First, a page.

Concert Notes: Bach: Spirit & Spectacle

MCO’s Bach: Spirit & Spectacle can be heard in Melbourne on Sunday 19 June at Melbourne Recital Centre & Friday 24 June at The Deakin Edge, Federation Square.


It is difficult to capture the sheer magnitude of the influence of Johann Sebastian Bach (1685–1750) on Western music. This German composer was an all-round musician and teacher whose life was centred around his family, work and his God.

He took the forms and techniques of his time and extended, expanded and enhanced them so that future generations would continue to explore his inventive mastery and achievement. At whatever time we listen to his music we are continually presented with the opportunity to consider perspectives both from our past and present. He offers a medium to consider our time in relation to his in the eighteenth century.


Mein Jesu, was vor Seelenweh BWV487 (arr. string orchestra)

Mein Jesu, was vor Seelenweh (My Jesus! Oh what anguish), written for voice and continuo, is one of the sixty-nine works in G. C. Schemelli’s Musicalisches Gesang-Buch (Song Book) published in 1736. The work is in two sections each conveying the anguish of the original text.

Leopold Stokowski (1882–1977) was one of the great conductors of the 20th century. He is remembered not only for his many recordings but particularly for his association with the Philadelphia Orchestra and for appearing in Disney’s film Fantasia (1940). Stokowski was renowned for his renderings, arrangements, orchestrations and transcriptions of repertoire. In these works he provided insights from an original medium to the orchestra.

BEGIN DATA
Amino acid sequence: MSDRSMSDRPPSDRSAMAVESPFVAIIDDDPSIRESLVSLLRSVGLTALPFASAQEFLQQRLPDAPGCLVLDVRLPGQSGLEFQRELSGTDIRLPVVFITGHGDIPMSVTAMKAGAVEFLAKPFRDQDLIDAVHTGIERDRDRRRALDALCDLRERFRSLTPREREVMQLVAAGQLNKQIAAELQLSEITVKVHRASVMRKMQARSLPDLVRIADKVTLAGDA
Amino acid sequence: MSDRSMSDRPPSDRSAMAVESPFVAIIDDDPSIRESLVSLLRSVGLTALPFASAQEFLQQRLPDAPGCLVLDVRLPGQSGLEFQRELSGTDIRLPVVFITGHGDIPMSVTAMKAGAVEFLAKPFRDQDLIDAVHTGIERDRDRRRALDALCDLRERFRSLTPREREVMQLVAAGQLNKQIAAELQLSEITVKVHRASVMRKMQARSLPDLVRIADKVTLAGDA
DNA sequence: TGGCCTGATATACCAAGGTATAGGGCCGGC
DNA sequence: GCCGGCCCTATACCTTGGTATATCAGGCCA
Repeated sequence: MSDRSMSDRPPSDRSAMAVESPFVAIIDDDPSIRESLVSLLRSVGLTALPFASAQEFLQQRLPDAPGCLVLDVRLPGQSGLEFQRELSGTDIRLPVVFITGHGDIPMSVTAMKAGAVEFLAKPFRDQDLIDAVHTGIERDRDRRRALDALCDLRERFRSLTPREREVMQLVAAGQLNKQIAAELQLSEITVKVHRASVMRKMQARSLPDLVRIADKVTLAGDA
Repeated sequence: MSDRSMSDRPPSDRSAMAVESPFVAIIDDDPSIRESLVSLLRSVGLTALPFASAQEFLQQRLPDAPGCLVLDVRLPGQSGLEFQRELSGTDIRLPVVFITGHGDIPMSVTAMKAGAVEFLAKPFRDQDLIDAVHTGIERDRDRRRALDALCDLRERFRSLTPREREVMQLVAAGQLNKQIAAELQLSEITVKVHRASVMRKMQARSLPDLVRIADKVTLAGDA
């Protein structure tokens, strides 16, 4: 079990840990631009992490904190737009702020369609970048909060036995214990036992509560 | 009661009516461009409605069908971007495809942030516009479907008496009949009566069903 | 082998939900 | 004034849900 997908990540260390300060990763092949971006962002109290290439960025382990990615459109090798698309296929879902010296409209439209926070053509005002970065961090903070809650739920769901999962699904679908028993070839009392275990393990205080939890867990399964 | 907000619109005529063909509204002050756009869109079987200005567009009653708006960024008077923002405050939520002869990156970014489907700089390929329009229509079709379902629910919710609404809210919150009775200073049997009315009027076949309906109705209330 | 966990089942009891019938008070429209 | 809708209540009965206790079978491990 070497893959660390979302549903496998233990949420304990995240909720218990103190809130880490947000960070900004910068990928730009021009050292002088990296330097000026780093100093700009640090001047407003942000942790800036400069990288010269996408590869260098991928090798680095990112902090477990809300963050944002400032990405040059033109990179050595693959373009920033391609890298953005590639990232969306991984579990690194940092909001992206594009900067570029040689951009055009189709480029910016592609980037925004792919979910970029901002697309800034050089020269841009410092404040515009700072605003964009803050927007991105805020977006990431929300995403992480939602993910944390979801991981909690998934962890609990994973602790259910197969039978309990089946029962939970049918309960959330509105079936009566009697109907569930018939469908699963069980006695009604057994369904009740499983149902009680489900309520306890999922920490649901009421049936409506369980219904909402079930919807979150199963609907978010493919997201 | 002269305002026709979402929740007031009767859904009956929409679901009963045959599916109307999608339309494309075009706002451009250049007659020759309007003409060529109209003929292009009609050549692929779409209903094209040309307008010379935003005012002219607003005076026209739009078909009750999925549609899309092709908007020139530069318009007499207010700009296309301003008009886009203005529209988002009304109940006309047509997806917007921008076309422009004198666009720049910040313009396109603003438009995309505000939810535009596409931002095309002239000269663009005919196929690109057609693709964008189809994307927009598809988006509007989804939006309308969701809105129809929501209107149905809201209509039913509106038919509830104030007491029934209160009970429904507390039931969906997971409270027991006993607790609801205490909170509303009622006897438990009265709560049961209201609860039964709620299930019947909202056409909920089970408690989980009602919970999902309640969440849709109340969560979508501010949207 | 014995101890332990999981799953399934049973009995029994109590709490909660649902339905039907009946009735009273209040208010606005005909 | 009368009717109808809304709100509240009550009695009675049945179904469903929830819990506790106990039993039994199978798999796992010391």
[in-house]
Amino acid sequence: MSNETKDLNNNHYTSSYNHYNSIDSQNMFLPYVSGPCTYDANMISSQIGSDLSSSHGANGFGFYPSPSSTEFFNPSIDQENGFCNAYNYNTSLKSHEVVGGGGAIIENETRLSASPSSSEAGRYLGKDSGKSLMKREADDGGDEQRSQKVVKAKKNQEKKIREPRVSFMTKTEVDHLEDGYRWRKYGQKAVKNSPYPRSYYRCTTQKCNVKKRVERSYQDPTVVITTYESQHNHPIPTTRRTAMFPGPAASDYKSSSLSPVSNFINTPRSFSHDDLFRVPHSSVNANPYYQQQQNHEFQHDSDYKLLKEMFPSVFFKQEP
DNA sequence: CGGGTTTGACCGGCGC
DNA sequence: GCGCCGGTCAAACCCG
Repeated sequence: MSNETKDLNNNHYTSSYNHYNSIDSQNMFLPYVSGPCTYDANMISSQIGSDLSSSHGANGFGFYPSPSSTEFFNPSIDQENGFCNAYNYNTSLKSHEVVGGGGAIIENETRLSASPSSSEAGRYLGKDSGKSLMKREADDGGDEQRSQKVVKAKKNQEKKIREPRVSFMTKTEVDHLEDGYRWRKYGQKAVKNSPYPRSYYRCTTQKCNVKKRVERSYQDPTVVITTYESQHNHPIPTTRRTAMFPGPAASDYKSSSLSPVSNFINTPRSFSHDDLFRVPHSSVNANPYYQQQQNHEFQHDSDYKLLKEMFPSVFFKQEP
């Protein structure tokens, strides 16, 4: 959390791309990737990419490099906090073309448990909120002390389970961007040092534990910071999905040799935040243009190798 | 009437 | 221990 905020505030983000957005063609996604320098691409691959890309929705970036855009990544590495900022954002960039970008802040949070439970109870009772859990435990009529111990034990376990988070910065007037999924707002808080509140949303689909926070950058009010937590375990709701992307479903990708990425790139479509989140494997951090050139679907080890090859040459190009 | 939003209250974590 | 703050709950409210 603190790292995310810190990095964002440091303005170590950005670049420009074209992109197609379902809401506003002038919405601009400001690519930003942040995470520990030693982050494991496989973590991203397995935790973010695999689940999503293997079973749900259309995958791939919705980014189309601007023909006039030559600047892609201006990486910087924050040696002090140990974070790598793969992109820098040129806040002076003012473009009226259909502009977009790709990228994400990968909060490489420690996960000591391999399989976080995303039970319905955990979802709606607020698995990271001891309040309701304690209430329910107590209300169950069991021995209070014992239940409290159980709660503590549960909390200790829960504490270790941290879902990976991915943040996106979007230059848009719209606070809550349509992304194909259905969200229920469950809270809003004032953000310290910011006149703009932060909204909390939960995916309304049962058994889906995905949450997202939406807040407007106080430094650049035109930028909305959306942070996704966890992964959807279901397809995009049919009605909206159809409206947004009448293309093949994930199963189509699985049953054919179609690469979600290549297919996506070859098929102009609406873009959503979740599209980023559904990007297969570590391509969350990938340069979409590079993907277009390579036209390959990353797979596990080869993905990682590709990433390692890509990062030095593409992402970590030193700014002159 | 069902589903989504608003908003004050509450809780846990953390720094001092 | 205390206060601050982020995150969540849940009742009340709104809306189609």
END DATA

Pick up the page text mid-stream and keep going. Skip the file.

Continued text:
Johann Sebastian Bach
Brandenburg Concerto No 3 BWV 1048
I. [no tempo indication] (Allegro)
II. Largo (Siciliano from Violin Sonata BWV 1017)
III. Allegro

The six concerti grossi known as the Brandenburg Concerti were written between 1711 and 1720 and dedicated to Christian Ludwig, Margrave of Brandenburg, in March 1721. The instrumentation of each concerto is different, suggesting that the works were not intended to be performed as a set but individually according to the availability of the required musicians.

The works in the collection are significant for their unusual combinations of instruments and textures, with the third and sixth concerti being for strings only. The third concerto is scored for three violins, three violas, three cellos and continuo.

The three movements provide great contrast of thought and intent. The outer movements are in the ritornello form with regular returns to the main idea and contrasting sections. In the score, the second movement consists merely of two chords. In contemporary practice, a movement of another Bach work is sometimes inserted at this point, as in today’s performance. In this work, listen for the delightful, overlapping interplay between the three violins, violas and cellos.

The Art of Fugue BWV 1080: Contrapunctus V

Die Kunst der Fuge (The Art of Fugue) is an unfinished work by Bach composed over the last decade of his life. The name contrapunctus is given to each of the fugues in the collection. The work is an exploration of contrapuntal possibilities of a single musical subject and is considered to be the culmination of Bach’s contrapuntal experiments. It is not entirely clear what instrument or combination of instruments Bach intended to perform the work. It has been especially performed by keyboardists and string quartets.